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Discussion in 'Model S: Battery & Charging' started by brianstorms, Sep 17, 2013.
Tesla's advice, and mine is to leave the car plugged in at night and whenever possible. You have an 8 year unlimited mileage battery, do not sweat the small stuff. I have been following Tesla's advice on my roadster for the past 29 months and have not seen any battery degradation.
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I take a shower every day whether I need it or not.
Correct me if I am wrong, but my understanding (based on1.33.61) of the advantage of keeping the car hooked up is that the wall power (instead of the main battery) provides the juice needed to keep the basic electronic functions going. Absent this, you have a vampire power drain that may affect the 12 volt battery adversely.
Just plug in. Put the slider where you think best.
I would say you are worrying too much about it. I think (from what I have read from Tesla) that as long as you don't go down to zero or up to 100% on a regular basis, you will not hurt the battery longevity. The pack takes care of itself from a temperature perspective.
I go 90% to 8-10% almost daily. uh oh.
I don't much worry about it. I set the start time so that it's done shortly before I leave (most days), and put the slider so that range is over 200, and call it done.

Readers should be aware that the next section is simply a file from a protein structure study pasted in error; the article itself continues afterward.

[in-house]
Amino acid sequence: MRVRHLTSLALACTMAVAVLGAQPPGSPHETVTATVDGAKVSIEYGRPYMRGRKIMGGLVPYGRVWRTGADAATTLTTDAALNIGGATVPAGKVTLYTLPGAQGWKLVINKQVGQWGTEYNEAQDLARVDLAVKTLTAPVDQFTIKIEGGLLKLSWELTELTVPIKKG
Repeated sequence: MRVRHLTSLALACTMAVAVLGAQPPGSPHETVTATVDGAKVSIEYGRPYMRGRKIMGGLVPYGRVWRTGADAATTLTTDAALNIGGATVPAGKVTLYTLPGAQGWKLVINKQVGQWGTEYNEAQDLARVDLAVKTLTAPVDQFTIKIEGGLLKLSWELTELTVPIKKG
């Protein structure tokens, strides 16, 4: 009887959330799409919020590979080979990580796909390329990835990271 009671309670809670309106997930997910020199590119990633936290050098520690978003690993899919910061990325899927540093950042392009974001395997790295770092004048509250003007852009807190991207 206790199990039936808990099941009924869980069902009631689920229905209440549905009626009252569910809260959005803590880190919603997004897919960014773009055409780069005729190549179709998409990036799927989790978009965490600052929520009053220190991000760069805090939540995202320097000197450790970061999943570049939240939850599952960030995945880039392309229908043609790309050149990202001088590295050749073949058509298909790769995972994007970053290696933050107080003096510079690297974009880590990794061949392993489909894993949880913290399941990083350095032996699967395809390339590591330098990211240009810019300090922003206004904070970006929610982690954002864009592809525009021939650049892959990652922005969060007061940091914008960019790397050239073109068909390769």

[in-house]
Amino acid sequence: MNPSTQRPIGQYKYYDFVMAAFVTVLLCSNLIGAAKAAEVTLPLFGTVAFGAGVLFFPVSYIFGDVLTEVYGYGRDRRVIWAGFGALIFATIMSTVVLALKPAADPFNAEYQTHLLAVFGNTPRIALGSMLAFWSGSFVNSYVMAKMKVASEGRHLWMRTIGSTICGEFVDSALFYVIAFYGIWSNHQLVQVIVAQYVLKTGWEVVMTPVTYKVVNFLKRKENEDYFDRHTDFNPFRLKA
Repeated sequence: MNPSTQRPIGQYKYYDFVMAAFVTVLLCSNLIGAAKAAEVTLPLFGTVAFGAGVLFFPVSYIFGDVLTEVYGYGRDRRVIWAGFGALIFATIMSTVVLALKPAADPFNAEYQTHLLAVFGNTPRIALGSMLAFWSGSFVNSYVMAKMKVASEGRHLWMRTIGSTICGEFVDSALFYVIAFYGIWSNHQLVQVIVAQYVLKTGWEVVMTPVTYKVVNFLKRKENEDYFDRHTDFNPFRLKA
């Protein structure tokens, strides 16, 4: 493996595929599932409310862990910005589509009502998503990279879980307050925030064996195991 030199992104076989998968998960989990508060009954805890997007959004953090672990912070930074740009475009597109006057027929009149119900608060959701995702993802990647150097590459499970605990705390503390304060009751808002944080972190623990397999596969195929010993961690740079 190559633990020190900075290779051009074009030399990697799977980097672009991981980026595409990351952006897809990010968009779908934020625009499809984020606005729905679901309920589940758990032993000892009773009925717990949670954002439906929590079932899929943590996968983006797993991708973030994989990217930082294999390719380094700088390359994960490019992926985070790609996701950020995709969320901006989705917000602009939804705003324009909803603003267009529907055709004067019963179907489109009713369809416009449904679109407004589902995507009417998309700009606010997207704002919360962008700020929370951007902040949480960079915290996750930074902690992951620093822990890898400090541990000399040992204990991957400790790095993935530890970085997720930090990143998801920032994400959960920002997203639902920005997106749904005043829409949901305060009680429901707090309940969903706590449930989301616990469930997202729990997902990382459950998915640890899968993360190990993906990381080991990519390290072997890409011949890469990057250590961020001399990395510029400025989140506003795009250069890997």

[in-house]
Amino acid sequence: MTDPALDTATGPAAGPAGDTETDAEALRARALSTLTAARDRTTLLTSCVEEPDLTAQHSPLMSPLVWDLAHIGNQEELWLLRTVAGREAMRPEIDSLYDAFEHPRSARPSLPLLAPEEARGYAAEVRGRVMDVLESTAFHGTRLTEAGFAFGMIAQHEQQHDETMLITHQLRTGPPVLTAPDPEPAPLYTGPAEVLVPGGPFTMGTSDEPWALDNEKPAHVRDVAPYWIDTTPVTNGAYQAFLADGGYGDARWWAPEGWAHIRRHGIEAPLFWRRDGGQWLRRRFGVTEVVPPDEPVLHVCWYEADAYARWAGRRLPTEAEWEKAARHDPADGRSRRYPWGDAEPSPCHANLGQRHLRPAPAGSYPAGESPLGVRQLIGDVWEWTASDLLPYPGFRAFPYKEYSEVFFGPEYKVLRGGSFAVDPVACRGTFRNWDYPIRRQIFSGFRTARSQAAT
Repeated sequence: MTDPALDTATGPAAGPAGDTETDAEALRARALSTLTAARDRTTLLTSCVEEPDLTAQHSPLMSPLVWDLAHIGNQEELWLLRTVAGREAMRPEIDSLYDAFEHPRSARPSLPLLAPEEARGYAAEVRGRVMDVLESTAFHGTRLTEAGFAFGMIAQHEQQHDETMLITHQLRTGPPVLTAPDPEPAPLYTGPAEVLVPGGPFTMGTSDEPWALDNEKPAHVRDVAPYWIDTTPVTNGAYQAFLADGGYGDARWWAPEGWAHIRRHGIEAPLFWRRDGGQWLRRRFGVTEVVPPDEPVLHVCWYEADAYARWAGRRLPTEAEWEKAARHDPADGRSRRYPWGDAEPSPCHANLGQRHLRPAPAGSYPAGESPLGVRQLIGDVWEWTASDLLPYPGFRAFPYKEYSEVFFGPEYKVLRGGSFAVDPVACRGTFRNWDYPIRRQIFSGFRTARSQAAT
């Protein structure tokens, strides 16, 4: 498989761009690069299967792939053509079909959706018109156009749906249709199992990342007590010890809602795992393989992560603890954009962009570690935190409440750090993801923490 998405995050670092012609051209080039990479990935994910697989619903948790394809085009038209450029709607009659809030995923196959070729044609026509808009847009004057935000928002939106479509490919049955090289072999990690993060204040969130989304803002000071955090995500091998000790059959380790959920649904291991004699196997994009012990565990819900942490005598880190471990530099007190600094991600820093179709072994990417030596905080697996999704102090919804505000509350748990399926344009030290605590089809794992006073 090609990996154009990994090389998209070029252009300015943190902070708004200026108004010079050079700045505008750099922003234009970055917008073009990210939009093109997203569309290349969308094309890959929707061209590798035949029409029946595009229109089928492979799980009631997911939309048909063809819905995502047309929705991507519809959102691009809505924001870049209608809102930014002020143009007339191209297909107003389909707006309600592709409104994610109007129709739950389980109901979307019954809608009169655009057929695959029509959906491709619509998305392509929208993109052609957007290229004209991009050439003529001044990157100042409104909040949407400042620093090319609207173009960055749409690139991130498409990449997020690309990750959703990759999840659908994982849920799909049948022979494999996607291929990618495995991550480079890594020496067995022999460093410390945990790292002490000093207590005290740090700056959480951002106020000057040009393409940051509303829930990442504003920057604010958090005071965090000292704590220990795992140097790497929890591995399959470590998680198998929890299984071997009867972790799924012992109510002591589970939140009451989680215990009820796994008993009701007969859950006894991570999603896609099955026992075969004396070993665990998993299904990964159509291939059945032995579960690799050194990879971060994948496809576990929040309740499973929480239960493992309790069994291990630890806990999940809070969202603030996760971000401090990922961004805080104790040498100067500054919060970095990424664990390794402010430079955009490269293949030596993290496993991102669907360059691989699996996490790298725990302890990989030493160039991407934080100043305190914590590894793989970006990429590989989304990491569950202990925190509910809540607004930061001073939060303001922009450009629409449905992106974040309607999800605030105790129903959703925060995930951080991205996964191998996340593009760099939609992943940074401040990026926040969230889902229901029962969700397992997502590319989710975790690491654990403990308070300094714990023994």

I wondered the same thing as Brian. Actually in version 5.0 you only lose about 1 mile over night with vampire loss. I know that Tesla says to always plug it in but if I just charged and didn't really use it too much that day I won't always charge it that night. Also, I didn't charge a few nights to see about vampire loss rates.
Brian, like you I have the dedicated meter from SDGE so the nice thing is you can experiment with this sort of thing. Since our meters started out from 0.00 it's easy to track. Just for kicks, I've been noting exactly how many miles I charge each night then log it on a spreadsheet in the morning at what the kWh shows on the meter. I'll keep some meaningful period of at least a month then I'll post a Google Doc with the spreadsheet for anyone interested.
I would have thought that the green led light on the HPWC would at least draw some electricity but I've never noticed the meter have changed at all from the last reading. So it must not be anything noticeable at all which is great.
For example. 3 random samples of charging below. (For frame of reference I have a HPWC and dual chargers at 80 Amps and I set to charge at 1:30 AM).
168 rated miles. It used 66 kWh. I have TOU EV super off peak charging rates with SDGE in San Diego (https://www.sdge.com/sites/default/files/regulatory/schedule_ev-tou_090113.pdf) which comes out to about $10.56 to charge the 168 miles.
155 rated miles used 49 kWh for an effective price of $7.84
142 rated miles used 45 kWh for an effective cost of $7.20.
Also, for further reference, on Tesla's website Tesla Charging | Tesla Motors it showed 170 miles as only using about 55.9 kWh with the HPWC and dual chargers. And explained by other Model S owners, you will use more energy for the car and the cable while charging so it will always be higher than what Tesla's website shows.